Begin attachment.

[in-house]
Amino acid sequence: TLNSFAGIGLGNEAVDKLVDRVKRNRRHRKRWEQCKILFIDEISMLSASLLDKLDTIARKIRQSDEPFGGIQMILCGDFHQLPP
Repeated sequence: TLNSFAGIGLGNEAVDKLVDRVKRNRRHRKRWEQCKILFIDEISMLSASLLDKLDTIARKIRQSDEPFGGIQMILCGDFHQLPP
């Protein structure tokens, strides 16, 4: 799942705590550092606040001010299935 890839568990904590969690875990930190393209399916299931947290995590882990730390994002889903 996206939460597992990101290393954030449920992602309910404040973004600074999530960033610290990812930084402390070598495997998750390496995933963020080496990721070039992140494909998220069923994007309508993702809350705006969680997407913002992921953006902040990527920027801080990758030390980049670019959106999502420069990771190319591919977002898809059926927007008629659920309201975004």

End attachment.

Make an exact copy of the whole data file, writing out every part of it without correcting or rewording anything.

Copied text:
[in-house]
Amino acid sequence: TLNSFAGIGLGNEAVDKLVDRVKRNRRHRKRWEQCKILFIDEISMLSASLLDKLDTIARKIRQSDEPFGGIQMILCGDFHQLPP
Repeated sequence: TLNSFAGIGLGNEAVDKLVDRVKRNRRHRKRWEQCKILFIDEISMLSASLLDKLDTIARKIRQSDEPFGGIQMILCGDFHQLPP
């Protein structure tokens, strides 16, 4: 799942705590550092606040001010299935 890839568990904590969690875990930190393209399916299931947290995590882990730390994002889903 996206939460597992990101290393954030449920992602309910404040973004600074999530960033610290990812930084402390070598495997998750390496995933963020080496990721070039992140494909998220069923994007309508993702809350705006969680997407913002992921953006902040990527920027801080990758030390980049670019959106999502420069990771190319591919977002898809059926927007008629659920309201975004």